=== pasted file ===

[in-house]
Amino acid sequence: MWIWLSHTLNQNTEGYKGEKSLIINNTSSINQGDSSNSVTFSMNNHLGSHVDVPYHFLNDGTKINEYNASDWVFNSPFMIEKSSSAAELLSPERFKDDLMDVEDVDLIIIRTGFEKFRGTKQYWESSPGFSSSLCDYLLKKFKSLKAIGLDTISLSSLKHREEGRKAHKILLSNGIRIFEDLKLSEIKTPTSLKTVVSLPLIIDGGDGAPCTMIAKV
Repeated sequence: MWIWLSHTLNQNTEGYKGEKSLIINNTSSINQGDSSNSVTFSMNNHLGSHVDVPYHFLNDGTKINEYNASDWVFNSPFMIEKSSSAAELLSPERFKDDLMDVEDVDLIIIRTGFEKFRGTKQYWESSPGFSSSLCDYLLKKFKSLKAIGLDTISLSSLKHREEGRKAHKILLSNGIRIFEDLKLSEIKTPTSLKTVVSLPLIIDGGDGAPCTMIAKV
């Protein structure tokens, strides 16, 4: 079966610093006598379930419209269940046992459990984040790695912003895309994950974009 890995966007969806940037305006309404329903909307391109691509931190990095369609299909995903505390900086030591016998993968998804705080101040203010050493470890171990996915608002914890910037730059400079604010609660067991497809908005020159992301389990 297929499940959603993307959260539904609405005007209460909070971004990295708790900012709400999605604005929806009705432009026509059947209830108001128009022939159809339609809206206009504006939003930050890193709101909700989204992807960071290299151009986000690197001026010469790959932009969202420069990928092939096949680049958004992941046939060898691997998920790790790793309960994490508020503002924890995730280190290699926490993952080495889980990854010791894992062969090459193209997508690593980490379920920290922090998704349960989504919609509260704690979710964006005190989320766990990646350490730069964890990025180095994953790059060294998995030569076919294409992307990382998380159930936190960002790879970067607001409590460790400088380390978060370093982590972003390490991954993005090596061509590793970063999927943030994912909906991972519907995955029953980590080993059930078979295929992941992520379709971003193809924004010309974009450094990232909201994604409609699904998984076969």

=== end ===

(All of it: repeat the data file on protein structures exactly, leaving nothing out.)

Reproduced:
[in-house]
Amino acid sequence: MWIWLSHTLNQNTEGYKGEKSLIINNTSSINQGDSSNSVTFSMNNHLGSHVDVPYHFLNDGTKINEYNASDWVFNSPFMIEKSSSAAELLSPERFKDDLMDVEDVDLIIIRTGFEKFRGTKQYWESSPGFSSSLCDYLLKKFKSLKAIGLDTISLSSLKHREEGRKAHKILLSNGIRIFEDLKLSEIKTPTSLKTVVSLPLIIDGGDGAPCTMIAKV
Repeated sequence: MWIWLSHTLNQNTEGYKGEKSLIINNTSSINQGDSSNSVTFSMNNHLGSHVDVPYHFLNDGTKINEYNASDWVFNSPFMIEKSSSAAELLSPERFKDDLMDVEDVDLIIIRTGFEKFRGTKQYWESSPGFSSSLCDYLLKKFKSLKAIGLDTISLSSLKHREEGRKAHKILLSNGIRIFEDLKLSEIKTPTSLKTVVSLPLIIDGGDGAPCTMIAKV
């Protein structure tokens, strides 16, 4: 079966610093006598379930419209269940046992459990984040790695912003895309994950974009 890995966007969806940037305006309404329903909307391109691509931190990095369609299909995903505390900086030591016998993968998804705080101040203010050493470890171990996915608002914890910037730059400079604010609660067991497809908005020159992301389990 297929499940959603993307959260539904609405005007209460909070971004990295708790900012709400999605604005929806009705432009026509059947209830108001128009022939159809339609809206206009504006939003930050890193709101909700989204992807960071290299151009986000690197001026010469790959932009969202420069990928092939096949680049958004992941046939060898691997998920790790790793309960994490508020503002924890995730280190290699926490993952080495889980990854010791894992062969090459193209997508690593980490379920920290922090998704349960989504919609509260704690979710964006005190989320766990990646350490730069964890990025180095994953790059060294998995030569076919294409992307990382998380159930936190960002790879970067607001409590460790400088380390978060370093982590972003390490991954993005090596061509590793970063999927943030994912909906991972519907995955029953980590080993059930078979295929992941992520379709971003193809924004010309974009450094990232909201994604409609699904998984076969």